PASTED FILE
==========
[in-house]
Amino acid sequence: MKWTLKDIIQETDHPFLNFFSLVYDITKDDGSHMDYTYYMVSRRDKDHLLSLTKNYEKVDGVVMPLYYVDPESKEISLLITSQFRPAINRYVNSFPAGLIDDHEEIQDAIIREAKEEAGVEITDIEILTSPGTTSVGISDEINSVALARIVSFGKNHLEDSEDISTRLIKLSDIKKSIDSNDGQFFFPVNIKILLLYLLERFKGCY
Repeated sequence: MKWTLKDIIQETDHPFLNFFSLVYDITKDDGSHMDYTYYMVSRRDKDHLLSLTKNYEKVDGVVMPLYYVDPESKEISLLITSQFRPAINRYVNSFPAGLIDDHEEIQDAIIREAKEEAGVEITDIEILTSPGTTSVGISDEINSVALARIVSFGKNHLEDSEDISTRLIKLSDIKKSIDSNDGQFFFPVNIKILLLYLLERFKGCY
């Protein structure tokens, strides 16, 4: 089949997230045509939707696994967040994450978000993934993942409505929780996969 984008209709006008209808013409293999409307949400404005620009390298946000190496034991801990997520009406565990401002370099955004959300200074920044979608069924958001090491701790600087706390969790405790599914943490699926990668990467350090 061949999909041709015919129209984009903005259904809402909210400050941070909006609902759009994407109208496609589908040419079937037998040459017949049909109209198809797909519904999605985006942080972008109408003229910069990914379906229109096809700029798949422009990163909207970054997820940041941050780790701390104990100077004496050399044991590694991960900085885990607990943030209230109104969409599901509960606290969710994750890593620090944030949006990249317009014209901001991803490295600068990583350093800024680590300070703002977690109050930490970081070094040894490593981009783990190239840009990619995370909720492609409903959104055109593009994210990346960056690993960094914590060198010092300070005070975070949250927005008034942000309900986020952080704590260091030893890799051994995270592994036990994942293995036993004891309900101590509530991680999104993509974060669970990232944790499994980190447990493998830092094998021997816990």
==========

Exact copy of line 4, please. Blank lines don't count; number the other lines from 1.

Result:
């Protein structure tokens, strides 16, 4: 089949997230045509939707696994967040994450978000993934993942409505929780996969 984008209709006008209808013409293999409307949400404005620009390298946000190496034991801990997520009406565990401002370099955004959300200074920044979608069924958001090491701790600087706390969790405790599914943490699926990668990467350090 061949999909041709015919129209984009903005259904809402909210400050941070909006609902759009994407109208496609589908040419079937037998040459017949049909109209198809797909519904999605985006942080972008109408003229910069990914379906229109096809700029798949422009990163909207970054997820940041941050780790701390104990100077004496050399044991590694991960900085885990607990943030209230109104969409599901509960606290969710994750890593620090944030949006990249317009014209901001991803490295600068990583350093800024680590300070703002977690109050930490970081070094040894490593981009783990190239840009990619995370909720492609409903959104055109593009994210990346960056690993960094914590060198010092300070005070975070949250927005008034942000309900986020952080704590260091030893890799051994995270592994036990994942293995036993004891309900101590509530991680999104993509974060669970990232944790499994980190447990493998830092094998021997816990």